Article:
Bleeding disorders, a collection of conditions that prevent blood from clotting correctly, can be life-threatening. They’re caused by issues such as aberrant platelets, abnormal clotting proteins, or problematic blood vessels. Understanding how blood clots normally can help elucidate why these disorders are so serious.
In a standard clotting process, platelets, a type of blood cell, act as first responders to an injury site. These platelets work in conjunction with clotting factors to form a fibrin clot, a sort of gel-like plug that keeps platelets in place. This clot serves two main purposes: it promotes healing and prevents blood loss. While over-clotting can cause strokes or heart attacks, under-clotting can lead to excessive, potentially life-threatening bleeding. Common bleeding disorders are haemophilia and the Von Willebrand Disease.
Haemophilia: A Deep Dive
Haemophilia is a prime example of a bleeding disorder, with over 815,000 estimated global cases and 1 in 5,000 male births affected in the U.S. alone. Those with haemophilia have insufficient clotting factors, making them prone to dangerous internal bleeding.
Depending on which clotting factor is lacking, haemophilia can be classified as:
- Haemophilia A – where there is a lack of clotting factor VIII.
- Haemophilia B – stemming from a lack of clotting factor IX.
It’s important to note that haemophilia affects more males due to its genetic nature related to the X chromosome. Early diagnosis is pivotal, as is genetic testing during pregnancy, which can help parents prepare for a child affected by this disease.
While there is no cure for haemophilia, with proper lifelong care those affected can lead normal lives.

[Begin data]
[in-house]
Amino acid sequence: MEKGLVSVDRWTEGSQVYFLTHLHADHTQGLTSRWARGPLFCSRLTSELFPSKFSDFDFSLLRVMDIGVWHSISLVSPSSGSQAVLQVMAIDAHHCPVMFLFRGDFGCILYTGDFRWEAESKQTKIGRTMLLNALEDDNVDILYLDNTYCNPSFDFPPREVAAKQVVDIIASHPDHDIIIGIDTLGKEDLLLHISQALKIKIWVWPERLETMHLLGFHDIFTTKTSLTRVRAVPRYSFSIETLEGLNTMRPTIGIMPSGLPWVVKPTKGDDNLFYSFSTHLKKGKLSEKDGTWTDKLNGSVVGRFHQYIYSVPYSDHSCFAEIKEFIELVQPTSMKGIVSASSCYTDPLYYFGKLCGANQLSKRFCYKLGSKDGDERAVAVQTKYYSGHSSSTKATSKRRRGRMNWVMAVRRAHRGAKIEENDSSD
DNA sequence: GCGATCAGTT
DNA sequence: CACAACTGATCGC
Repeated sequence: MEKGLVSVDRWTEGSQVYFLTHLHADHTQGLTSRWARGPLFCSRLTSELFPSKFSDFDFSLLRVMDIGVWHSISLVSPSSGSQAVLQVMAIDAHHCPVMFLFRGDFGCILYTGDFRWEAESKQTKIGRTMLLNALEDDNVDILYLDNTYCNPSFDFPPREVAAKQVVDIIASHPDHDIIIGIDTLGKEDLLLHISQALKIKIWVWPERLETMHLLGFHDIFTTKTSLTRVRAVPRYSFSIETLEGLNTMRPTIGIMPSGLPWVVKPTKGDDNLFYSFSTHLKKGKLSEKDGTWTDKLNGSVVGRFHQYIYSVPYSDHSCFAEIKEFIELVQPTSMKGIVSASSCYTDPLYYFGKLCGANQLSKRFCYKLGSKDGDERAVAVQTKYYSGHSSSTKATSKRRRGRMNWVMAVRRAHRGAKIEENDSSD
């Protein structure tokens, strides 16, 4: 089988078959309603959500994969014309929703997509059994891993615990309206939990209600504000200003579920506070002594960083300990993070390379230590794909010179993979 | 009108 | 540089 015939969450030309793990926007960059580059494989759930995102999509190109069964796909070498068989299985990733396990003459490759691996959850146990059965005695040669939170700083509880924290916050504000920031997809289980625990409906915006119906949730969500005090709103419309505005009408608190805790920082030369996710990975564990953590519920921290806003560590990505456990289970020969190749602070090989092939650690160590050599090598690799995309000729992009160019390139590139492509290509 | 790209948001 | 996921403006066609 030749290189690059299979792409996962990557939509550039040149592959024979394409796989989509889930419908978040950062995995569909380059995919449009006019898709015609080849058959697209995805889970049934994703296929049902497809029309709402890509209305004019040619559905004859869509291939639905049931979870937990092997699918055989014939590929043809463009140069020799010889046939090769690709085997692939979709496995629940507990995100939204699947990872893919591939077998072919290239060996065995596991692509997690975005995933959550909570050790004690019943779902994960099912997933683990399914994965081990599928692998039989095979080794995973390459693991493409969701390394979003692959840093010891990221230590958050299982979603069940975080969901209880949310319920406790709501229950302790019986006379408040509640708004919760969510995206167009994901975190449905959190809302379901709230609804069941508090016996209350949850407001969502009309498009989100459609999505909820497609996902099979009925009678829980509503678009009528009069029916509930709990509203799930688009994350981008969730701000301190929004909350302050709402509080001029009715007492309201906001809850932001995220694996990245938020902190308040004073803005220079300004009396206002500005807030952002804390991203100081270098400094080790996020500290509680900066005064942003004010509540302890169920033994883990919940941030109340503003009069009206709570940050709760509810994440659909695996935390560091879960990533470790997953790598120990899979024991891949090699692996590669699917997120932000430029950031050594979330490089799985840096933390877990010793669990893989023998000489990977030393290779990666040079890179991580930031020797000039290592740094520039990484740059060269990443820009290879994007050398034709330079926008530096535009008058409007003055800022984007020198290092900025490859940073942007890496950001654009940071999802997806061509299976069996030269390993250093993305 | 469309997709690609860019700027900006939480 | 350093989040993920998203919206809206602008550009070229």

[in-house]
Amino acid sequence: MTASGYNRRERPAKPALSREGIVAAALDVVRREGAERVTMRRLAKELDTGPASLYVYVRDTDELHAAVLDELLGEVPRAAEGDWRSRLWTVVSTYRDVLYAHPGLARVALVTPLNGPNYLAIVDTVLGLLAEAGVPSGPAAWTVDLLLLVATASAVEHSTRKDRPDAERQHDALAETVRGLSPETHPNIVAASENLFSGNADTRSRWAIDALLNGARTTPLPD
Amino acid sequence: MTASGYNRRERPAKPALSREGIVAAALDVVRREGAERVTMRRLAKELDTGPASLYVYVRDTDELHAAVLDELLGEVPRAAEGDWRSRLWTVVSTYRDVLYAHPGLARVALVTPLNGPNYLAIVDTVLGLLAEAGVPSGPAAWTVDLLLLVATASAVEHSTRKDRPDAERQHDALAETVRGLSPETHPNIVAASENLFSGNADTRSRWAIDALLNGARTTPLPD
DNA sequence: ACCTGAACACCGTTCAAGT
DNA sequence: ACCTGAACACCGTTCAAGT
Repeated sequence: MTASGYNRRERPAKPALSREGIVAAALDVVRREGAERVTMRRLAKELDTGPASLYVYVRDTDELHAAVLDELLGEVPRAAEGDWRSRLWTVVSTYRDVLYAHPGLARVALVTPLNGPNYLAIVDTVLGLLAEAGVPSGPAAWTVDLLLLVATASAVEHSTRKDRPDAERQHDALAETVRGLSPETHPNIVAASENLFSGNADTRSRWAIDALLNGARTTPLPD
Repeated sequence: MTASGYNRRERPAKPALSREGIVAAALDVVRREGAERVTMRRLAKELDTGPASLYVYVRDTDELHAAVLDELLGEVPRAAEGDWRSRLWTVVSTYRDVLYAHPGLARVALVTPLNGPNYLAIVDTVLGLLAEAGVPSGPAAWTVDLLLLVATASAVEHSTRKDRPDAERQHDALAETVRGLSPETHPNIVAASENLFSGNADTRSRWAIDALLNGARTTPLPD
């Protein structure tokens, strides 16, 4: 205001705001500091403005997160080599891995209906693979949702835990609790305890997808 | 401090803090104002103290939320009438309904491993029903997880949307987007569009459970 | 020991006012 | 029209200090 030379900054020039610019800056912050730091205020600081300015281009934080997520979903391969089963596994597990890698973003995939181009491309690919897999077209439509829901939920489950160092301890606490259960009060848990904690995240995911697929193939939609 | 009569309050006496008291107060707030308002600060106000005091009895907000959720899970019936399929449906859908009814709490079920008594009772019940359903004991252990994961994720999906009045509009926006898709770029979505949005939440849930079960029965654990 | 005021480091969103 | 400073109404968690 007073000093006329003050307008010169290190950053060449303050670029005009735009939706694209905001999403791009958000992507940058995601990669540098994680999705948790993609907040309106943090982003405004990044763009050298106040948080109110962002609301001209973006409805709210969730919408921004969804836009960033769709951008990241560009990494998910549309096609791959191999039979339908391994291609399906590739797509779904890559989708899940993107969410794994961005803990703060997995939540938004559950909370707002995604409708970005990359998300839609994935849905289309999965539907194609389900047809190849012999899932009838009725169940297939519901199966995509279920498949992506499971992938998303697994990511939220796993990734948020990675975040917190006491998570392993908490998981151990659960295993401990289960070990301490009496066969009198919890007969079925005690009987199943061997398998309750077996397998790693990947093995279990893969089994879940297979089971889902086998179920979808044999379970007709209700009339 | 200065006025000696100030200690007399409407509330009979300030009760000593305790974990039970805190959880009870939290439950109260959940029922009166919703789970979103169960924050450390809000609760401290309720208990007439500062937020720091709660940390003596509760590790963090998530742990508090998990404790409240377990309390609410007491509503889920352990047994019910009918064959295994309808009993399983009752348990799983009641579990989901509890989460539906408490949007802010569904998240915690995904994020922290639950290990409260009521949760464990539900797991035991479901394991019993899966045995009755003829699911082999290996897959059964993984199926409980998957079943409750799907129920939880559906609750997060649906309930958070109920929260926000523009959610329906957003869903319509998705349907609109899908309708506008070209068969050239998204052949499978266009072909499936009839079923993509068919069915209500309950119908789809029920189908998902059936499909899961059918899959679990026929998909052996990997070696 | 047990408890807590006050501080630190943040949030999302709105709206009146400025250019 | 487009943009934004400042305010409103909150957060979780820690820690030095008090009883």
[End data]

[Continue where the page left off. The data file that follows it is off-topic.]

Von Willebrand Disease (VWD)
VWD is another crucial bleeding disorder, where patients either lack sufficient von Willebrand protein or have a non-functional variant. Although incurable, most cases are mild, and with appropriate care and an early diagnosis, those affected can lead active lives. VWD is notably prevalent among women, especially as noticeable symptoms such heavy menstrual bleeding make the disease easier to diagnose.
The most efficient treatment for bleeding disorders is factor replacement therapy. This involves injecting patients with clotting factor concentrates, available in two primary types:
- Plasma-derived Factor Concentrates: Sourced from human plasma.
- Recombinant Factor Concentrates: Genetically engineered.
The clotting factors are found in plasma, obtained from the blood and further processed to obtain the clotting proteins. Most of the clotting factors used for the treatment are obtained from human plasma however, in 1992 the U.S. Food and Drug Administration first time approved a genetically engineered recombinant factor VIII.
Safety is paramount when handling these concentrates, ensuring they don’t carry bloodborne viruses.
The Importance of Blood Management Solutions
For those with blood disorders, safe blood products are non-negotiable and companies like B Medical Systems, which specialize in Blood Management Solutions, continue to innovate to ensure that modern therapies are as effective as possible.
Blood Bank Refrigerators guarantee optimal storage temperatures for blood bags while plasma bags are stored safely in either Plasma Storage Freezers or even Ultra-Low Freezers. Moreover, right after the separation of plasma from the blood, it’s essential to freeze it effectively and rapidly to a core temperature of -30°C, a feat achieved using B Medical Systems’ Contact Shock Freezers. Such measures ensure that the clotting factors remain intact, both in quality and recovery rate. The meticulous extraction and storage of fresh frozen human plasma are crucial, serving not just for transfusion but also as raw material for coagulation factor concentrates.
While bleeding disorders can be challenging, advances in medical technology, awareness campaigns, and blood management solutions are making a significant difference in patients’ lives. Proper plasma preservation, in particular, plays a pivotal role in this life-improving mission.